A Pennsylvania woman died after falling into a commercial meat grinder at her workplace, according to reports on April 24.
Jill Greninger, 35, fell into the machinery at Economy Locker Storage Company in Lycoming County, Pennsylvania, reported WNEP. She fell in at around 11:30 a.m. on April 22.
Lycoming County Coroner Charles E. Kiessling Jr. confirmed her death, saying it’s “just a tragedy.”
The Lycoming County coroner says a worker is dead after falling into a meat grinder at a processing plant near Muncy.
“We talked to the person who found her. He said he heard a noise and went to check on her and found her in the machine. He put the power down and called 911,” he told ABC News.
Kiessling said that Greninger may have been standing on wheeled stairs before the incident.
It’s not clear if there were any other witnesses or how she may have fallen into the machine.
The accident was reported when another employee heard strange noises coming from the machine.
“I don’t know if she got caught with the moving parts and they pulled her in, or if she just slipped and fell,” ABC quoted Kiessling as saying. “I don’t know and there’s no way of determining that.”
The Economy Locker Storage Company has a processing plant and has been in business since the early 1900s, WNEP noted.
According to the Occupational Safety and Health Administration (OSHA), Greninger’s death is the first at the facility. OSHA investigators are now investigating, WNEP reported.
A Pennsylvania woman has died after falling into a meat grinder at a food processing plant.
According to the Williamsport Sun-Gazette, Kiessling added that “we don’t know if she fell in or was pulled in as she was perhaps reaching for something in the grinder.”
The paper reported that firefighters responded to the incident, but she was already dead. Firefighters spent about 45 minutes disassembling the machine.
Neighbors said they were stunned about the death and wondered how such an accident could have happened.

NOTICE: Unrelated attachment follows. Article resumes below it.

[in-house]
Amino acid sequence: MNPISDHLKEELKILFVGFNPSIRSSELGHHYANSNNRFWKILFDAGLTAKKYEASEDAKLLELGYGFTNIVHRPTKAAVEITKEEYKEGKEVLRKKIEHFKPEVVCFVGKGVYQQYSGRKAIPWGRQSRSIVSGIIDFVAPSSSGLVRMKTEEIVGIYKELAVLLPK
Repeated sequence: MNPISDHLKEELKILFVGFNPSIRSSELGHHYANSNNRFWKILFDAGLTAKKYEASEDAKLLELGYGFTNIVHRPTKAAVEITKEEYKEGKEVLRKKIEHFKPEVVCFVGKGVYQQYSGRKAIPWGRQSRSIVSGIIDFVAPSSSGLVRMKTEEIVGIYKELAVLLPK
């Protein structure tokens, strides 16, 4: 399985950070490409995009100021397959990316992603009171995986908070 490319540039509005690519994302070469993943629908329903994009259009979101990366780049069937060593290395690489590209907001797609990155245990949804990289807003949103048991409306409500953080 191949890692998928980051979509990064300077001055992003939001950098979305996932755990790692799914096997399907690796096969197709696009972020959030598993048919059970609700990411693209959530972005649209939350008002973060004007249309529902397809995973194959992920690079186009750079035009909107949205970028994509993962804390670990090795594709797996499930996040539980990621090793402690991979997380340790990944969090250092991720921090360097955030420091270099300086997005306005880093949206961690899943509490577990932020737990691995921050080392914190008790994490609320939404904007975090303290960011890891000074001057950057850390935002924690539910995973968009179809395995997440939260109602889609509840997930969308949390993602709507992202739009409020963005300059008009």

“My heart goes out to everyone who is affected by this. Everyone is shaken and thinks that this is a tragedy that something like this had to happen to such a young lady,” said a neighbor to the local station.
According to a 2019 study, the most dangerous job in the United States was commercial fishing
“Fishers and related fishing workers had the highest rates of fatal injury in 2017. Commercial fishing is largely physical work that involves fishing nets, gear and slippery decks. Fishers and related fishing workers can also be exposed to challenging environmental factors, such as extreme weather. In addition, workers may be out on the water or working from a remote area when an accident occurs, and easy access to a hospital or medical professional may not be readily available. The majority of fatalities among fishers and related fishing workers are due to drowning,” says 24WallSt, which conducted the study.
No. 2 in the study was logging, as it is physically demanding and often requires workers to stay in remote areas. Most loggers die from being struck by an object or experience a mishap with dangerous machinery.
Aircraft pilots and flight engineers were No. 3 on the list. No. 4 is roofing, and falls, slips, and trips were the most common cause of death, according to the study.
Garbage and recycling collectors had the fifth-highest chance of death, according to the study, as “these workers undergo numerous injuries caused by transportation incidents, including automobile accidents, each year” and “are also often exposed to contaminants such as pollutants, which can result in illness.”
Recent Workplace Deaths
According to OSHA’s most recent statistics, about 5,147 workers died on the job in 2017, which is, on average, more than 99 a week or more than 14 deaths per day.
“Fatal falls were at their highest level in the 26-year history of the Census of Fatal Occupational Injuries (CFOI) accounting for 887 (17 percent) worker deaths,” said the Bureau of Labor Statistics. “Transportation incidents remained the most frequent fatal event in 2017 with 2,077 (40 percent) occupational fatalities.”
It adds: “Unintentional overdoses due to nonmedical use of drugs or alcohol while at work increased 25 percent from 217 in 2016 to 272 in 2017. This was the fifth consecutive year in which unintentional workplace overdose deaths have increased by at least 25 percent.”
Meanwhile, according to the agency, “Contact with objects and equipment incidents were down 9 percent (695 in 2017 from 761 in 2016) with caught in running equipment or machinery deaths down 26 percent (76 in 2017 from 103 in 2016).